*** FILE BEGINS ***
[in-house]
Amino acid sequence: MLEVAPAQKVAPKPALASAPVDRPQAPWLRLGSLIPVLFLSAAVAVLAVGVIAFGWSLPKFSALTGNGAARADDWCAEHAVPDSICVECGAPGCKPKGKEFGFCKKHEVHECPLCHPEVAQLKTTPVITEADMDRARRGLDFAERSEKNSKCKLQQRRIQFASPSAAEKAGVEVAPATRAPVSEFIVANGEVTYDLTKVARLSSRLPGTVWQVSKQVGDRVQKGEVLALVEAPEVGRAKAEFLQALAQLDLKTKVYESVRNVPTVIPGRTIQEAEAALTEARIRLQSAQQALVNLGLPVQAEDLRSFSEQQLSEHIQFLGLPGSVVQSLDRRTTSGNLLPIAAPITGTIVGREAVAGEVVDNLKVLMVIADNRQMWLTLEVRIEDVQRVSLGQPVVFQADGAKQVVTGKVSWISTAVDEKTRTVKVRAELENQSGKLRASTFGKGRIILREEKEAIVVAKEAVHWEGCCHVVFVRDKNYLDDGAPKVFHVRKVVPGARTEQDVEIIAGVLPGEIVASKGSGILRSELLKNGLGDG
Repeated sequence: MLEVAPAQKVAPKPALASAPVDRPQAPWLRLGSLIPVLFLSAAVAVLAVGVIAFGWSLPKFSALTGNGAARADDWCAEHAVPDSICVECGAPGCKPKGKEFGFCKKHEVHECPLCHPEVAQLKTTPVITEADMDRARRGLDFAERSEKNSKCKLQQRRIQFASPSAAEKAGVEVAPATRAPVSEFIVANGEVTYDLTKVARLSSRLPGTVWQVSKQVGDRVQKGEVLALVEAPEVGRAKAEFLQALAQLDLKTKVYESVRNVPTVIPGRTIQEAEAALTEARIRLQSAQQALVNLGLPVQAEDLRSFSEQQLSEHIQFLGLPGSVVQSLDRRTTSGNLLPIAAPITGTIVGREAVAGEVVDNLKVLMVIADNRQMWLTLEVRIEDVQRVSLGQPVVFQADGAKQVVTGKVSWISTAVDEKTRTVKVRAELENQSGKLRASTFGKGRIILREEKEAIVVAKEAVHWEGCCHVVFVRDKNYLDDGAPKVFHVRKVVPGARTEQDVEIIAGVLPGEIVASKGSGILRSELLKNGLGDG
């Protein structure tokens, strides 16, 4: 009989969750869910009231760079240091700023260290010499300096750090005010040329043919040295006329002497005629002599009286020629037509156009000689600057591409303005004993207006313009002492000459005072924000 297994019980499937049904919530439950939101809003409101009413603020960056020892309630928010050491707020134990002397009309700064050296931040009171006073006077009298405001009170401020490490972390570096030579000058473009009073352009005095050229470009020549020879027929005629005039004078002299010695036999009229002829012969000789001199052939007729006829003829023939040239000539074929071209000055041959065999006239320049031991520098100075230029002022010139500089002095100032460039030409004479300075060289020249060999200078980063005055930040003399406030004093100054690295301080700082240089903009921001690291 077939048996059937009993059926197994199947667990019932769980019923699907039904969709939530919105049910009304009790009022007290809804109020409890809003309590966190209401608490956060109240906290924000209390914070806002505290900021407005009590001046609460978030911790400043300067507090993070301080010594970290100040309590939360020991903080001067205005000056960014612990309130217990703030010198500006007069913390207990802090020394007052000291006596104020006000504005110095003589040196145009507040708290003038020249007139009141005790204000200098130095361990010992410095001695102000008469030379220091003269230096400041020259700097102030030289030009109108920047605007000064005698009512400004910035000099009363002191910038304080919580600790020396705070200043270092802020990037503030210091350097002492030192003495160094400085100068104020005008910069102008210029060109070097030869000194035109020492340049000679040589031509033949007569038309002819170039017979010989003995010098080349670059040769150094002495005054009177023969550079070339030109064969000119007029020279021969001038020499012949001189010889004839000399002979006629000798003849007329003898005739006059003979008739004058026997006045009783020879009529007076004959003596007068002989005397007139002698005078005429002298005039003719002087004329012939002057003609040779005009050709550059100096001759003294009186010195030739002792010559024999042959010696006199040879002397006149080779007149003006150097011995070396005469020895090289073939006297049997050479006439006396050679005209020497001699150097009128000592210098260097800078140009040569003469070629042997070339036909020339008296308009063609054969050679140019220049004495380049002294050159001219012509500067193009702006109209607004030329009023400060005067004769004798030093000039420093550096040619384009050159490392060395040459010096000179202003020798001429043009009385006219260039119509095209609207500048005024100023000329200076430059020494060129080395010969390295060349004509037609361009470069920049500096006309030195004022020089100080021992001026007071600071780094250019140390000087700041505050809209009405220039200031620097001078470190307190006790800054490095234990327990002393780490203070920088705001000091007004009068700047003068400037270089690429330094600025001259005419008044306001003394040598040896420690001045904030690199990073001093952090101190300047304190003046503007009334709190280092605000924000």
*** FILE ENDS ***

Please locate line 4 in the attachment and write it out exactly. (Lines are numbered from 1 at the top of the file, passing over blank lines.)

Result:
């Protein structure tokens, strides 16, 4: 009989969750869910009231760079240091700023260290010499300096750090005010040329043919040295006329002497005629002599009286020629037509156009000689600057591409303005004993207006313009002492000459005072924000 297994019980499937049904919530439950939101809003409101009413603020960056020892309630928010050491707020134990002397009309700064050296931040009171006073006077009298405001009170401020490490972390570096030579000058473009009073352009005095050229470009020549020879027929005629005039004078002299010695036999009229002829012969000789001199052939007729006829003829023939040239000539074929071209000055041959065999006239320049031991520098100075230029002022010139500089002095100032460039030409004479300075060289020249060999200078980063005055930040003399406030004093100054690295301080700082240089903009921001690291 077939048996059937009993059926197994199947667990019932769980019923699907039904969709939530919105049910009304009790009022007290809804109020409890809003309590966190209401608490956060109240906290924000209390914070806002505290900021407005009590001046609460978030911790400043300067507090993070301080010594970290100040309590939360020991903080001067205005000056960014612990309130217990703030010198500006007069913390207990802090020394007052000291006596104020006000504005110095003589040196145009507040708290003038020249007139009141005790204000200098130095361990010992410095001695102000008469030379220091003269230096400041020259700097102030030289030009109108920047605007000064005698009512400004910035000099009363002191910038304080919580600790020396705070200043270092802020990037503030210091350097002492030192003495160094400085100068104020005008910069102008210029060109070097030869000194035109020492340049000679040589031509033949007569038309002819170039017979010989003995010098080349670059040769150094002495005054009177023969550079070339030109064969000119007029020279021969001038020499012949001189010889004839000399002979006629000798003849007329003898005739006059003979008739004058026997006045009783020879009529007076004959003596007068002989005397007139002698005078005429002298005039003719002087004329012939002057003609040779005009050709550059100096001759003294009186010195030739002792010559024999042959010696006199040879002397006149080779007149003006150097011995070396005469020895090289073939006297049997050479006439006396050679005209020497001699150097009128000592210098260097800078140009040569003469070629042997070339036909020339008296308009063609054969050679140019220049004495380049002294050159001219012509500067193009702006109209607004030329009023400060005067004769004798030093000039420093550096040619384009050159490392060395040459010096000179202003020798001429043009009385006219260039119509095209609207500048005024100023000329200076430059020494060129080395010969390295060349004509037609361009470069920049500096006309030195004022020089100080021992001026007071600071780094250019140390000087700041505050809209009405220039200031620097001078470190307190006790800054490095234990327990002393780490203070920088705001000091007004009068700047003068400037270089690429330094600025001259005419008044306001003394040598040896420690001045904030690199990073001093952090101190300047304190003046503007009334709190280092605000924000």